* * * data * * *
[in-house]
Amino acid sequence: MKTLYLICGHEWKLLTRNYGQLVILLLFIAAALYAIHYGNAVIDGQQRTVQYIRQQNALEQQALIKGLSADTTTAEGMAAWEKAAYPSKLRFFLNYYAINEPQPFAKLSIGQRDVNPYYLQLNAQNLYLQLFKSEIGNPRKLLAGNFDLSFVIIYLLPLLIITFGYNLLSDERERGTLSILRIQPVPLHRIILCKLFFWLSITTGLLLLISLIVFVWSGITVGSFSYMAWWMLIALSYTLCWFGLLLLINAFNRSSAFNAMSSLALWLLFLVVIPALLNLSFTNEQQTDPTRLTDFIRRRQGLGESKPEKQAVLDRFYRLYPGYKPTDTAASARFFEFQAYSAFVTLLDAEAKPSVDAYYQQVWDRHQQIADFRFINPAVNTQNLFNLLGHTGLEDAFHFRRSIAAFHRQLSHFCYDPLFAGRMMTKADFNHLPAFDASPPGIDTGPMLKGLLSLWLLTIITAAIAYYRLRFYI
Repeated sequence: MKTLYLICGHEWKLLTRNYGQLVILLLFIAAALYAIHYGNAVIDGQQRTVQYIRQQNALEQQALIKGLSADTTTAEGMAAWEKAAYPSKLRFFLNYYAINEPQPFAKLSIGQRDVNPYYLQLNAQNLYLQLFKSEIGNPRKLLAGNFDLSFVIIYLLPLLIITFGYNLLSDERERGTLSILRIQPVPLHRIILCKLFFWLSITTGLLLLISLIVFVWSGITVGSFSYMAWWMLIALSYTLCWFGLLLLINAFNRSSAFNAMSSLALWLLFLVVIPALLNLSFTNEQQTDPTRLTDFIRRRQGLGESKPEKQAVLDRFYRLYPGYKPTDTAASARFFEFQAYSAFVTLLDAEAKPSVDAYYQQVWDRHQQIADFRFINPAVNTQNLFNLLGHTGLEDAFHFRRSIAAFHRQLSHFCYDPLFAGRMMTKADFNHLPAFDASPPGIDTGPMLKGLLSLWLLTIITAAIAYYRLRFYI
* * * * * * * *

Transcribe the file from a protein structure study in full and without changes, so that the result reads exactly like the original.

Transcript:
[in-house]
Amino acid sequence: MKTLYLICGHEWKLLTRNYGQLVILLLFIAAALYAIHYGNAVIDGQQRTVQYIRQQNALEQQALIKGLSADTTTAEGMAAWEKAAYPSKLRFFLNYYAINEPQPFAKLSIGQRDVNPYYLQLNAQNLYLQLFKSEIGNPRKLLAGNFDLSFVIIYLLPLLIITFGYNLLSDERERGTLSILRIQPVPLHRIILCKLFFWLSITTGLLLLISLIVFVWSGITVGSFSYMAWWMLIALSYTLCWFGLLLLINAFNRSSAFNAMSSLALWLLFLVVIPALLNLSFTNEQQTDPTRLTDFIRRRQGLGESKPEKQAVLDRFYRLYPGYKPTDTAASARFFEFQAYSAFVTLLDAEAKPSVDAYYQQVWDRHQQIADFRFINPAVNTQNLFNLLGHTGLEDAFHFRRSIAAFHRQLSHFCYDPLFAGRMMTKADFNHLPAFDASPPGIDTGPMLKGLLSLWLLTIITAAIAYYRLRFYI
Repeated sequence: MKTLYLICGHEWKLLTRNYGQLVILLLFIAAALYAIHYGNAVIDGQQRTVQYIRQQNALEQQALIKGLSADTTTAEGMAAWEKAAYPSKLRFFLNYYAINEPQPFAKLSIGQRDVNPYYLQLNAQNLYLQLFKSEIGNPRKLLAGNFDLSFVIIYLLPLLIITFGYNLLSDERERGTLSILRIQPVPLHRIILCKLFFWLSITTGLLLLISLIVFVWSGITVGSFSYMAWWMLIALSYTLCWFGLLLLINAFNRSSAFNAMSSLALWLLFLVVIPALLNLSFTNEQQTDPTRLTDFIRRRQGLGESKPEKQAVLDRFYRLYPGYKPTDTAASARFFEFQAYSAFVTLLDAEAKPSVDAYYQQVWDRHQQIADFRFINPAVNTQNLFNLLGHTGLEDAFHFRRSIAAFHRQLSHFCYDPLFAGRMMTKADFNHLPAFDASPPGIDTGPMLKGLLSLWLLTIITAAIAYYRLRFYI